This outstanding 2004 volume presents an overview of linguistic research into the acquisition of phonology. Bringing together well-known researchers in the field, it focuses on constraints in phonological acquisition (as opposed to rules), and offers concrete examples of the formalization of phonological development in terms of constraint ranking. The first two chapters situate the research in its broader context, with an introduction by the editors providing a brief general tutorial on Optimality Theory. Chapter two serves to highlight the history of constraints in studies of phonological development, which predates their current ascent to prominence in phonological theory. The remaining chapters address a number of partially overlapping themes: the study of child production data in terms of constraints, learnability issues, perceptual development and its relation to the development of production, and second-language acquisition.
Les mer
This outstanding 2004 volume presents an overview of linguistic research into the acquisition of phonology, focusing on constraints in phonological acquisition. An introduction by the editors, providing a brief general tutorial on Optimality Theory, is followed by 10 chapters by well-known researchers in the field.
Les mer
List of contributors; Preface; 1. Introduction Rene Kager, Joe Pater and Wim Zonneveld; 2. Saving the baby: making sure that old data survive new theories Lise Menn; 3. Markedness and faithfulness constraints in child phonology Amalia Gnanadesikan; 4. Input elaboration, head faithfulness and evidence for representation in the acquisition of left-edge clusters in West Germanic Heather Goad and Yvan Rose; 5. Phonological acquisition in Optimality Theory: the early stages Bruce Hayes; 6. Syllable types in cross-linguistic and developmental grammars Clara C. Levelt and Ruben van de Vijver; 7. Bridging the gap between receptive and productive development with minimally violable constraints Joe Pater; 8. Learning phonotactic distributions Alan Prince and Bruce Tesar; 9. Emergence of Universal Grammar in foreign word adaptions Shigeko Shinohara; 10. The initial and final states: theoretical implications and experimental explorations of Richness of the Base Paul Smolensky, Lisa Davidson and Peter Jusczyk; 11. Child word stress competence: an experimental approach Wim Zonneveld and Dominique Nouveau.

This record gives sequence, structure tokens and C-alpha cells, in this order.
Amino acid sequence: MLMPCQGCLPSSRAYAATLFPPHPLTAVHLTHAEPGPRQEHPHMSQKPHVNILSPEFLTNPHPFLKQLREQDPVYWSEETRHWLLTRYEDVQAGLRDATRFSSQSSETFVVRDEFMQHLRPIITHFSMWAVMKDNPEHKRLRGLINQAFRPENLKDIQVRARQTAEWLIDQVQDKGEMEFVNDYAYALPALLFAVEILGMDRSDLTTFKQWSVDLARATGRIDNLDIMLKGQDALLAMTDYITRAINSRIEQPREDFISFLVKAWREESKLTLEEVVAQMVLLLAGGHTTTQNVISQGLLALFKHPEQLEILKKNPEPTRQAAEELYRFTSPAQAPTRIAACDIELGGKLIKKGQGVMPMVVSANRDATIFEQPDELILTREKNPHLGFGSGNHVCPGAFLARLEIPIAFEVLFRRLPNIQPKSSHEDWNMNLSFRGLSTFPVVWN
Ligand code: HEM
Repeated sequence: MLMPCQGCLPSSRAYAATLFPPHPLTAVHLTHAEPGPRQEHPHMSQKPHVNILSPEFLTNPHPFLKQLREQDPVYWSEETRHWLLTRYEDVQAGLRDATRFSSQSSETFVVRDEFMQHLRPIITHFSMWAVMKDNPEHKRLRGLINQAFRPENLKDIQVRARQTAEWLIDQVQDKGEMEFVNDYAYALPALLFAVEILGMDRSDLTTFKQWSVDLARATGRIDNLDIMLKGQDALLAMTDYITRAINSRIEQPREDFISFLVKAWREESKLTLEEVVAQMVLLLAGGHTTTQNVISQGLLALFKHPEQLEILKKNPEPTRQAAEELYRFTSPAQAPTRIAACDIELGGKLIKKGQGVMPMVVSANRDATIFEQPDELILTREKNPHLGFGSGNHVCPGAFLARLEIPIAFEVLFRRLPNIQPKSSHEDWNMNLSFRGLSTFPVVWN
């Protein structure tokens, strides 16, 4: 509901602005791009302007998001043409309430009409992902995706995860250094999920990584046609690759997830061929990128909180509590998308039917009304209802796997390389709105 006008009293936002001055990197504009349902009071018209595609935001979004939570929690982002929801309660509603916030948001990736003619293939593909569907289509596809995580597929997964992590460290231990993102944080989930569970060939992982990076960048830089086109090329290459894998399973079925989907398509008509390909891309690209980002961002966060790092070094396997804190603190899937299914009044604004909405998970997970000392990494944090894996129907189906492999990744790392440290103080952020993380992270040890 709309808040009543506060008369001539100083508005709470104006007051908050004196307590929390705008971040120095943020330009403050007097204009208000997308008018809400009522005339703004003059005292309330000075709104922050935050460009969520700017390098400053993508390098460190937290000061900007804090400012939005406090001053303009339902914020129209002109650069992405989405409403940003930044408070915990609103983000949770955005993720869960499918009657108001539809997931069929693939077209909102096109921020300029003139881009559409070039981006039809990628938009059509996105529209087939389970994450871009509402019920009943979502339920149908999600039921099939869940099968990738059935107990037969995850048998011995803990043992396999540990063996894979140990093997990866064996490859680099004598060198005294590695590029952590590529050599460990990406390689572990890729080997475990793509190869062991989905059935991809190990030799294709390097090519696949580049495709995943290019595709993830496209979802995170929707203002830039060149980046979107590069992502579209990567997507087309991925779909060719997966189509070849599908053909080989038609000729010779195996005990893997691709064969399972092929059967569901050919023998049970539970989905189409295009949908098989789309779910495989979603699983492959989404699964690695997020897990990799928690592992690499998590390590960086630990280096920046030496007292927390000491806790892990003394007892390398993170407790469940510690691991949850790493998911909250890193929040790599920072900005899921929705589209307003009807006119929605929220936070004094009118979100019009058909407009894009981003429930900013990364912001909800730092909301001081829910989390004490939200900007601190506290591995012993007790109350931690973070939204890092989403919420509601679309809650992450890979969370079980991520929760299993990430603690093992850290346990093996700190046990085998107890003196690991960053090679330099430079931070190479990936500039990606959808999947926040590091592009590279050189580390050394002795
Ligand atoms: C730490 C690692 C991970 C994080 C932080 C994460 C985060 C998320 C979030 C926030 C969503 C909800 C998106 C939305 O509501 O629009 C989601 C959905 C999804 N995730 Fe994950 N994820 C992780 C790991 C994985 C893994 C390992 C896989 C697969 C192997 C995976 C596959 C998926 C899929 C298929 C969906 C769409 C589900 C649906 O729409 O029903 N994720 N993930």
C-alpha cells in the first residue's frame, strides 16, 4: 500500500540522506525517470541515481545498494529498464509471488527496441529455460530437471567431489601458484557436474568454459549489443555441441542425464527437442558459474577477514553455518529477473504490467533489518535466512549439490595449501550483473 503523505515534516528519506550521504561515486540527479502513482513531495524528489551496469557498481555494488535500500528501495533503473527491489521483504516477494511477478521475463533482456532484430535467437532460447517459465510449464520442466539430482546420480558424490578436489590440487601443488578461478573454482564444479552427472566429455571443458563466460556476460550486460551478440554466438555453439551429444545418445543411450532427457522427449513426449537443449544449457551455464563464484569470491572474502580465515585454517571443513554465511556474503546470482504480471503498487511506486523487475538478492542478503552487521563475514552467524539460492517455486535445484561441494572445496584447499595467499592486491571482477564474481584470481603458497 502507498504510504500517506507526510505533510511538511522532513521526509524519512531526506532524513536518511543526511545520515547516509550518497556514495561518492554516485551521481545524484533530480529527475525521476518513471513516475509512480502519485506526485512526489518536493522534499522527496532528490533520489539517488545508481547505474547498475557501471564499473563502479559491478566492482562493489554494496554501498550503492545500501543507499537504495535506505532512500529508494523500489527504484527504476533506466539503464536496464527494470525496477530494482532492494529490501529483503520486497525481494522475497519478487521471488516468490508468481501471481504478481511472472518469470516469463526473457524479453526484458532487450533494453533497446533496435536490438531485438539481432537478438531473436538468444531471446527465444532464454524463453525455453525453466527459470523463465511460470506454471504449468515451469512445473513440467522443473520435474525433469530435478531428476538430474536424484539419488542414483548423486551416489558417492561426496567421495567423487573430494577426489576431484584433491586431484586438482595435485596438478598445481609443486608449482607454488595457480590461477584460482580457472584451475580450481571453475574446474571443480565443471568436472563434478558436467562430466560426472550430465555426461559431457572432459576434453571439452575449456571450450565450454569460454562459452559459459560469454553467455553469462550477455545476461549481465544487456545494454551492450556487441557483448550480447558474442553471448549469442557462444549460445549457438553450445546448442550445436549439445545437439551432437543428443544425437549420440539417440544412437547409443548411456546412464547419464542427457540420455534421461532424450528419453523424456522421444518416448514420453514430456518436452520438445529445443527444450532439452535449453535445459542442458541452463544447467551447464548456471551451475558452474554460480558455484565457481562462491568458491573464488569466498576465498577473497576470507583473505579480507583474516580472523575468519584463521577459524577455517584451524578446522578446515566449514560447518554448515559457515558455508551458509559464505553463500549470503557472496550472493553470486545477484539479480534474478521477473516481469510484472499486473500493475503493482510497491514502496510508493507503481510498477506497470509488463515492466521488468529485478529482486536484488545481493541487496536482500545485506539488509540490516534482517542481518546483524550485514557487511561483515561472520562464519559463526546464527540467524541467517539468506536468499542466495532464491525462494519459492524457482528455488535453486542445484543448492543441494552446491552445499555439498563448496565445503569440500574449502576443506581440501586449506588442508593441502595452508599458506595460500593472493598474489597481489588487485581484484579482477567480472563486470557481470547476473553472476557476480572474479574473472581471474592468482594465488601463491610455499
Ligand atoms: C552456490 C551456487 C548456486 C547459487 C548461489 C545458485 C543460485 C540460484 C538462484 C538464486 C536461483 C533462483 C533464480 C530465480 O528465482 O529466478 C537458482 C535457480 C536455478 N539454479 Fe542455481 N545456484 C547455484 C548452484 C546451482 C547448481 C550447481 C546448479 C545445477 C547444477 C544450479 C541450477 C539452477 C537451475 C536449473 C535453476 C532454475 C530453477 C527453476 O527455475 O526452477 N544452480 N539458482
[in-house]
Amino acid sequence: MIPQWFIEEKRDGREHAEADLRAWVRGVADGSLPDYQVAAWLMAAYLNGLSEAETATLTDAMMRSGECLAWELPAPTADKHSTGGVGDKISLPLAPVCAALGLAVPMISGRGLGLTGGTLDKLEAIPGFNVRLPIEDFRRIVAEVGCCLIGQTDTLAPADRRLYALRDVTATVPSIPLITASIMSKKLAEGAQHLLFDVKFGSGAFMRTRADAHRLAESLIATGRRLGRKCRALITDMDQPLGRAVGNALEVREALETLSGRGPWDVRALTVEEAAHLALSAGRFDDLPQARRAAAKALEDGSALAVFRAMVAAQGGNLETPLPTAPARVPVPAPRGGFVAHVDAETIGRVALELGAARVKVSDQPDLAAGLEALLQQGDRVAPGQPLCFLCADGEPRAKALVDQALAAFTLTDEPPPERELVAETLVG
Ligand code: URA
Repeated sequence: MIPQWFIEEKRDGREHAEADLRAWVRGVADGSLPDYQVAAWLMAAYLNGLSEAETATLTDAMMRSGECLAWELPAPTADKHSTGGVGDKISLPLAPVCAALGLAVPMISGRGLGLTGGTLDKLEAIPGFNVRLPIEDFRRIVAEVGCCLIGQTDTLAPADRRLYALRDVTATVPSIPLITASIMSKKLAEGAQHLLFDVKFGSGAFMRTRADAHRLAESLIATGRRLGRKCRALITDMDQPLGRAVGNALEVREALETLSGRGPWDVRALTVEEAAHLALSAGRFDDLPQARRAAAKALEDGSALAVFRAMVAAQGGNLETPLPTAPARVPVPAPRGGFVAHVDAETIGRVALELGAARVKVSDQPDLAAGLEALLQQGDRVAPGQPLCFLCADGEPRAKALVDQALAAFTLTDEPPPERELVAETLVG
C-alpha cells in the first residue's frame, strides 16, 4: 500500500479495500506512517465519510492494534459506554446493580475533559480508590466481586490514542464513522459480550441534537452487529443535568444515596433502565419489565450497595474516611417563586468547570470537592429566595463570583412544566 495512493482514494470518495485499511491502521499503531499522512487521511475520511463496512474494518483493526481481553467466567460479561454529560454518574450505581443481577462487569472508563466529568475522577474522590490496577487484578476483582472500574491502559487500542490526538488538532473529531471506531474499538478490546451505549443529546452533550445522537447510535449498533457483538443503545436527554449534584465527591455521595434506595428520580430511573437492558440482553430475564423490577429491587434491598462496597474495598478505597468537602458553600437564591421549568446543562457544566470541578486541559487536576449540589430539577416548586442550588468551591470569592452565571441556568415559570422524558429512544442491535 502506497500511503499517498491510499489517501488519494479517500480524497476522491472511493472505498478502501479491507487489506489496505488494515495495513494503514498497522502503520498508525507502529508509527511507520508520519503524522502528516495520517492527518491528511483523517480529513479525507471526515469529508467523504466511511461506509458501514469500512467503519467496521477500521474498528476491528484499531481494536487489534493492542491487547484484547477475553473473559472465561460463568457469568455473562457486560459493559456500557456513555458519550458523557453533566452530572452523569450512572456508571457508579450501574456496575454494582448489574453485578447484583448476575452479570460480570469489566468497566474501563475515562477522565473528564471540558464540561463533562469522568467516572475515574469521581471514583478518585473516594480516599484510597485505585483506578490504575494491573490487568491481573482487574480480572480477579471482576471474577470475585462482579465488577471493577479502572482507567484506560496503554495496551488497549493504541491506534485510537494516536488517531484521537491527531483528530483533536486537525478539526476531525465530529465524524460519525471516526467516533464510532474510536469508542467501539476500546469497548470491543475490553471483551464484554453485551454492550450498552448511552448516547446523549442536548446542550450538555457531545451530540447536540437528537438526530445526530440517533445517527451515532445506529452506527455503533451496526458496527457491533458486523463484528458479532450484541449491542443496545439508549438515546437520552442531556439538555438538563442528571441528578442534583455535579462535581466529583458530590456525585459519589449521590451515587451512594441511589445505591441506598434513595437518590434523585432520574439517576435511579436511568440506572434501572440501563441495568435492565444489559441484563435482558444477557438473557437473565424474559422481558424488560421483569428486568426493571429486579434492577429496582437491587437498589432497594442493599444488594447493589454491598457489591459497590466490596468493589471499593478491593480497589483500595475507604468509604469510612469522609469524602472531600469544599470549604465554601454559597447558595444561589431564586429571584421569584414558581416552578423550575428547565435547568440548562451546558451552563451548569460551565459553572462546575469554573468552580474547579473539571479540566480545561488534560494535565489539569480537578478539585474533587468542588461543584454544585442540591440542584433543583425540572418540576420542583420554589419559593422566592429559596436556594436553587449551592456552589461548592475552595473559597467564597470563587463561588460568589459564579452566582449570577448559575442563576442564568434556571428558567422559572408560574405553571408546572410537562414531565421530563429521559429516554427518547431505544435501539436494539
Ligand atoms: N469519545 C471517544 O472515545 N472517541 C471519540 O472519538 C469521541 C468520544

Les mer
'... the volume has already achieved considerable success ... this volume is a must for anyone working in the area of phonological acquisition or optimality theory ... the volume would also make an excellent textbook for a graduate course ...' Journal of Phonology
Les mer
A 2004 overview of linguistic research into acquisition of phonology, focusing on constraints in phonological acquisition.


Cambridge University Press
630 gr
229 mm
152 mm
24 mm
06, P
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Rene Kager is Associate Professor of Language Development at Utrecht University. His books include A Metrical Theory of Stress and Destressing in Dutch (1989), The Prosody-Morphology Interface (with H. van der Hulst and W. Zonneveld, Cambridge 1999) and Optimality Theory (Cambridge, 1999). Joe Pater is Assistant Professor at the University of Massachusetts at Amherst. He has published in a number of journals including Phonology, Language Acquisition and the Journal of Child Language. Wim Zonneveld is Professor of Linguistics and Phonology at Utrecht University. He is the author of A Formal Theory of Exceptions in Generative Phonology (1978), Klemtoon & Metrische Fonologie (with M. Trommelen, Couthinho, 1989) and Prosody-Morphology Interface (with R. Kager and H. van der Hulst, Cambridge 1999).